Project Nature Blog

Access to Parks and Green Space Improve Health

“I go to nature to be soothed and healed, and to have my senses put in tune once more.”

– John Burroughs

We often think of parks and green space in terms of recreation. More than 80 percent of the U.S. population lives in urban and suburban areas, and we spend an increasing amount of time connected to electronics and detached from nature. We visit parks for fun–a picnic, a playground, or a walk in the woods. But access to nature is also vitally important for another reason: health.

Connecting children and families with nature and its health benefits  is a goal of Kyle Yasuda, M.D., FAAP, president of the American Academy of Pediatrics (AAP) and a leader of BestStart Washington, which supports the Project Nature initiative in Washington state.

“Many children have little to no exposure to the natural world and that’s a shame.” said Yasuda. “Research shows children do better physically and emotionally when they’re in green spaces, benefitting from greater physical activity, better mental health, reduced stress and increased resilience.”

In his role with the AAP, Yasuda encourages his pediatric colleagues to “partner with communities to reduce barriers to nature access, particularly for children living in low-income areas.

According to the American Public Health Association (APHA), people of all ages are healthier when they have easy access to natural spaces. Here are a few of the ways your health may improve with regular doses of nature:

  1. Stronger immune system. People who spend more time in nature experience fewer illnesses thanks to a strong immune system. There is a scientific reason for this: as we breathe in fresh air, we inhale phytoncides, chemicals that plants emit that have antibacterial and antifungal properties. These phytoncides trigger an increase in certain white blood cells called natural killer cells.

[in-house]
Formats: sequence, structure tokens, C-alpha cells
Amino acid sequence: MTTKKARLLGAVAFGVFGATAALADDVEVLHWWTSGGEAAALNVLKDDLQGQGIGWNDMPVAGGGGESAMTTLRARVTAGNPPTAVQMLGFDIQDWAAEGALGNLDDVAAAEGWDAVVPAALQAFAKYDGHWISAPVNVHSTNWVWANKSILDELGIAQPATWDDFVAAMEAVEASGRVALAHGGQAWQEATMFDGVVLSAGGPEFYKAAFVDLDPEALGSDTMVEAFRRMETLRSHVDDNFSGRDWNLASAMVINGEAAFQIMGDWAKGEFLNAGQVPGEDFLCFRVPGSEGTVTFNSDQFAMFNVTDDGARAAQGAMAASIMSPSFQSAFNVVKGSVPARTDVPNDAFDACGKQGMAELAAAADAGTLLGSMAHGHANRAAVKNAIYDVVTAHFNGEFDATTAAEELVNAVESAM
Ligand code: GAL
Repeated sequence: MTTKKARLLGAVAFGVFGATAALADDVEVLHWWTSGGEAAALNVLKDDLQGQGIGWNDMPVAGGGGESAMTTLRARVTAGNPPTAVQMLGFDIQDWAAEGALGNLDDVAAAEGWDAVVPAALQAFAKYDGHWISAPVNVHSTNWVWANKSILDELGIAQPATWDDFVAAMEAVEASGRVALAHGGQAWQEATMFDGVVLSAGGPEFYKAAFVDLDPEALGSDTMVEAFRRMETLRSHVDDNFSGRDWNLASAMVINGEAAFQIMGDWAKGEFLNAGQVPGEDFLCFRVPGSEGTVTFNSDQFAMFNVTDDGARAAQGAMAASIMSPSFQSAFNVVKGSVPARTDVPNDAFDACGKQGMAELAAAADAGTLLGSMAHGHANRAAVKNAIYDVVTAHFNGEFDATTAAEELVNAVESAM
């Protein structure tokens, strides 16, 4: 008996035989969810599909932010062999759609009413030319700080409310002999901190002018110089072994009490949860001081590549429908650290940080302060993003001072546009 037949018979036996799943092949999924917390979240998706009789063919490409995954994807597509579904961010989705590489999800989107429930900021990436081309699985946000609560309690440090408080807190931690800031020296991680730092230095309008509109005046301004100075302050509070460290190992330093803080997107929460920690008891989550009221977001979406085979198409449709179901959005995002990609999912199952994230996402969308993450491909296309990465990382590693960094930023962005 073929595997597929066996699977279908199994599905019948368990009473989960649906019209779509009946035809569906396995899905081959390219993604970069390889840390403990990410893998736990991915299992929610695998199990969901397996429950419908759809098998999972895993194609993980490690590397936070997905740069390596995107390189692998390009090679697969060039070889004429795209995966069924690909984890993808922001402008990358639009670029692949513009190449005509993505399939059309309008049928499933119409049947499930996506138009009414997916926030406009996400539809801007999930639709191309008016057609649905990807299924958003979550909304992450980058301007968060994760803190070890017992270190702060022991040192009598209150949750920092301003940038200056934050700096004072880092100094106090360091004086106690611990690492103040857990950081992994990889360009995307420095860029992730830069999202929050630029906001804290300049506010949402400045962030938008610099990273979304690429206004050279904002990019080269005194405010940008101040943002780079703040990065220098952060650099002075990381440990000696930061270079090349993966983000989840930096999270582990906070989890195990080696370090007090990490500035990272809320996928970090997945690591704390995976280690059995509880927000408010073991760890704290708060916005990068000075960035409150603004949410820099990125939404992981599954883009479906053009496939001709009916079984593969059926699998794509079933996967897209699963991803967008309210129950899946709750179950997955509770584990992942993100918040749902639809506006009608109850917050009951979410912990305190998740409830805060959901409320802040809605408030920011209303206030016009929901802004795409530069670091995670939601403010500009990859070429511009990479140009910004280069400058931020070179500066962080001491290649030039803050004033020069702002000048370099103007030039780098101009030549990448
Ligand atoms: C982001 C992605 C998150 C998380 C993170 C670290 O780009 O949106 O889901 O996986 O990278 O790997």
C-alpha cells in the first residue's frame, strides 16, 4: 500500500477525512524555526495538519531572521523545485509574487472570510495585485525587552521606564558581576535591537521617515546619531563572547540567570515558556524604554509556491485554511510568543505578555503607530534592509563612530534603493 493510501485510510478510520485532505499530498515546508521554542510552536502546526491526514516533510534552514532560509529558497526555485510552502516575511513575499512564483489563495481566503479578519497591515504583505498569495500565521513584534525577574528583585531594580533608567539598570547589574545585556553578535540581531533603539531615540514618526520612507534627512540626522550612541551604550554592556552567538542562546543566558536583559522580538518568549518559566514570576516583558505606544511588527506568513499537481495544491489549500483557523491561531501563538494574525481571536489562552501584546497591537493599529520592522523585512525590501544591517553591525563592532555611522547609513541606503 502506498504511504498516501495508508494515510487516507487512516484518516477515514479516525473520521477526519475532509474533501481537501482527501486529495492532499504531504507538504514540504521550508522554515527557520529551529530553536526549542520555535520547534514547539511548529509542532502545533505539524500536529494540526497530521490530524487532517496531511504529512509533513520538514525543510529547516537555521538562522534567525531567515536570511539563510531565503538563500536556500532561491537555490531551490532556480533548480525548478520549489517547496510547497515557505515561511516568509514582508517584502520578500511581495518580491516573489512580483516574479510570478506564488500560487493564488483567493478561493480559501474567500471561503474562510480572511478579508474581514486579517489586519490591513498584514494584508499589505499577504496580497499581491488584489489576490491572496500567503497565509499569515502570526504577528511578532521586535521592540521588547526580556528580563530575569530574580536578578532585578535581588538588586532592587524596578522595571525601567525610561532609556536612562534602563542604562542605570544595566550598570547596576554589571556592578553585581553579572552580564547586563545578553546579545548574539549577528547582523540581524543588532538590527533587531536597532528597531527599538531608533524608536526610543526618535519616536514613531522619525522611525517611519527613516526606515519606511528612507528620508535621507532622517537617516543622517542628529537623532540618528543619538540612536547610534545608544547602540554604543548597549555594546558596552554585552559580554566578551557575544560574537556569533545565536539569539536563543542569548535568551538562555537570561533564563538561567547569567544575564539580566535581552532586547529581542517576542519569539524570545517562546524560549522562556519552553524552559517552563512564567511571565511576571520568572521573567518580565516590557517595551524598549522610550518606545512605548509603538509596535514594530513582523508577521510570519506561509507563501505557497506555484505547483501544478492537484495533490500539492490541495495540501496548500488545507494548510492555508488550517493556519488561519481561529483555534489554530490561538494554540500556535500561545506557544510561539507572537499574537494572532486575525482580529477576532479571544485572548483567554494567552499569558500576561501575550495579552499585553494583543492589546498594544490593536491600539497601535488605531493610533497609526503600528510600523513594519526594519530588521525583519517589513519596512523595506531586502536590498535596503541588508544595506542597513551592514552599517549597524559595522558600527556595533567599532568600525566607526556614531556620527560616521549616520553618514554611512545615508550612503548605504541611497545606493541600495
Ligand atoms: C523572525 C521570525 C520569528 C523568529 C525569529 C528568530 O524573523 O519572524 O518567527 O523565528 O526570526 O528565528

2. Lower blood pressure. A recent study found that nearly 10% of people with high blood pressure could lower their levels if they spent at least 30 minutes in a park each week, partly because of the heart-related benefits of getting fresh air and lowering stress.
  3. Lower stress levels. Nature is good for your mental health too! Access to parks and green space is associated with lower levels of stress, anxiety and depression, and in improved attention and focus.

With the nation’s obesity rate at an alarming level–and rising–it’s more important than ever for people to have access to parks and green space. Many studies have found correlations between park proximity and physical activity levels. Natural spaces provide opportunities for people to be active and exercise without requiring an expensive gym membership.

Staying active is particularly important for children, who need at least 60 minutes of activity each day. Children who watch more than 2 hours of TV a day are more likely to be overweight or obese as they get older. Easy access to parks and green space make it easier to get kids outside and moving.

Unfortunately, many neighborhoods do not have parks or green space within walking distance. Cities around the country are working to connect more people with nature, whether by improving access via greenways or by adding and improving parks in underserved areas.

For our part at Project Nature, we have an online locator tool to help families in Washington find nearby parks and green space and an activities database to lookup fun happenings for families in the outdoors. This month we are launching a pilot program to provide kids and families in select pediatric practices with nature play kits. After we assess this initial pilot, we will facilitate extending the nature kits to a greater number of pediatric offices and children in the state in the coming months.

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